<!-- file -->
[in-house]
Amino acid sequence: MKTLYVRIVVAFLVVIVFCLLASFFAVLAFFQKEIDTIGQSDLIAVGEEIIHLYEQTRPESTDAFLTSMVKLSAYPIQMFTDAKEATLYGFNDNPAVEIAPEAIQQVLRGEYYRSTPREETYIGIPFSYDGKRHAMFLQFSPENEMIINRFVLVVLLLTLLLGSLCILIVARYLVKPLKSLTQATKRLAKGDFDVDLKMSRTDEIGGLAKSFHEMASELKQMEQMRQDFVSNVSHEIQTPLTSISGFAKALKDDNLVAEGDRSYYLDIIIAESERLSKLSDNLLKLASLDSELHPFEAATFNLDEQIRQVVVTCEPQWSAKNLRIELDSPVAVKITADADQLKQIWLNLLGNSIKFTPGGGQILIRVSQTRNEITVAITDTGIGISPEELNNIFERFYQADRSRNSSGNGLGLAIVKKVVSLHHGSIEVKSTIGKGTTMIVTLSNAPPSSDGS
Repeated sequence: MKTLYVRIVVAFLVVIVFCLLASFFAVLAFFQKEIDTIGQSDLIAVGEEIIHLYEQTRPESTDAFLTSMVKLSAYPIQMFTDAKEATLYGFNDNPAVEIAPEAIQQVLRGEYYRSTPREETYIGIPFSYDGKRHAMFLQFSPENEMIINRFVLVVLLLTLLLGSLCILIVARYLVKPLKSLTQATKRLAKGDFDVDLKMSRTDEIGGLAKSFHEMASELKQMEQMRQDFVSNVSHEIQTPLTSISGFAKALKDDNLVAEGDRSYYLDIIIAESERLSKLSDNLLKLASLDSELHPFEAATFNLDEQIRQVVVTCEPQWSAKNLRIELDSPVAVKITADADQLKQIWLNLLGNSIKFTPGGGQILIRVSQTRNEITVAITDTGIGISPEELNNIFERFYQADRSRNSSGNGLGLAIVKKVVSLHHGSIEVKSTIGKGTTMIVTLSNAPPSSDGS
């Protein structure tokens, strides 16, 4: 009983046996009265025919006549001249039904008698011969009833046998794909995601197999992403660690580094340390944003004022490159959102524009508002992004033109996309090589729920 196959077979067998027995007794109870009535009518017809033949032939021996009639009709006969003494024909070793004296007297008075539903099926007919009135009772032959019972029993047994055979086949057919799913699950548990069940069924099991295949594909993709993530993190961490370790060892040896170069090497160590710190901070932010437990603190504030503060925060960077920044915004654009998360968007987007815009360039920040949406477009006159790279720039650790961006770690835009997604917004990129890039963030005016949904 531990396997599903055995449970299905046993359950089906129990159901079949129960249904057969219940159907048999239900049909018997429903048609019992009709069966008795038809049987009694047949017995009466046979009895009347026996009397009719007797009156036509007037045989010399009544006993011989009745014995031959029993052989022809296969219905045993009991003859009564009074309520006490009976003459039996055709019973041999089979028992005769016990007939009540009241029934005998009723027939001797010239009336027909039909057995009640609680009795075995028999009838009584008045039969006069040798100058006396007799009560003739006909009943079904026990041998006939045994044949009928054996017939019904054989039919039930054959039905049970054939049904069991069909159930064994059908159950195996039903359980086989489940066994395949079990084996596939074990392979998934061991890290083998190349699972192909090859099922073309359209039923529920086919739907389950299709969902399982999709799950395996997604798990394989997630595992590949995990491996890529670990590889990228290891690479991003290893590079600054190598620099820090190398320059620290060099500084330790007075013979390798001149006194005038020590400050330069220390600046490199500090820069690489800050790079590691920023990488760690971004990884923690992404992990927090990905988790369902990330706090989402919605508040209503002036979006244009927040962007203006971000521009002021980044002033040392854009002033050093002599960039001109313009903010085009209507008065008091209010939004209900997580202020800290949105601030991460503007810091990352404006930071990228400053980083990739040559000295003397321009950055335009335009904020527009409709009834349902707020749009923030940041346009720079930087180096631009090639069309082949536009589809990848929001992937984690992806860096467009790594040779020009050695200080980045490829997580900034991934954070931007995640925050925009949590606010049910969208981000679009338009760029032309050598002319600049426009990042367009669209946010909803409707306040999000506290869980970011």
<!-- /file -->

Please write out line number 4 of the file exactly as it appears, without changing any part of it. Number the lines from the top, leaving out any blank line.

């Protein structure tokens, strides 16, 4: 009983046996009265025919006549001249039904008698011969009833046998794909995601197999992403660690580094340390944003004022490159959102524009508002992004033109996309090589729920 196959077979067998027995007794109870009535009518017809033949032939021996009639009709006969003494024909070793004296007297008075539903099926007919009135009772032959019972029993047994055979086949057919799913699950548990069940069924099991295949594909993709993530993190961490370790060892040896170069090497160590710190901070932010437990603190504030503060925060960077920044915004654009998360968007987007815009360039920040949406477009006159790279720039650790961006770690835009997604917004990129890039963030005016949904 531990396997599903055995449970299905046993359950089906129990159901079949129960249904057969219940159907048999239900049909018997429903048609019992009709069966008795038809049987009694047949017995009466046979009895009347026996009397009719007797009156036509007037045989010399009544006993011989009745014995031959029993052989022809296969219905045993009991003859009564009074309520006490009976003459039996055709019973041999089979028992005769016990007939009540009241029934005998009723027939001797010239009336027909039909057995009640609680009795075995028999009838009584008045039969006069040798100058006396007799009560003739006909009943079904026990041998006939045994044949009928054996017939019904054989039919039930054959039905049970054939049904069991069909159930064994059908159950195996039903359980086989489940066994395949079990084996596939074990392979998934061991890290083998190349699972192909090859099922073309359209039923529920086919739907389950299709969902399982999709799950395996997604798990394989997630595992590949995990491996890529670990590889990228290891690479991003290893590079600054190598620099820090190398320059620290060099500084330790007075013979390798001149006194005038020590400050330069220390600046490199500090820069690489800050790079590691920023990488760690971004990884923690992404992990927090990905988790369902990330706090989402919605508040209503002036979006244009927040962007203006971000521009002021980044002033040392854009002033050093002599960039001109313009903010085009209507008065008091209010939004209900997580202020800290949105601030991460503007810091990352404006930071990228400053980083990739040559000295003397321009950055335009335009904020527009409709009834349902707020749009923030940041346009720079930087180096631009090639069309082949536009589809990848929001992937984690992806860096467009790594040779020009050695200080980045490829997580900034991934954070931007995640925050925009949590606010049910969208981000679009338009760029032309050598002319600049426009990042367009669209946010909803409707306040999000506290869980970011």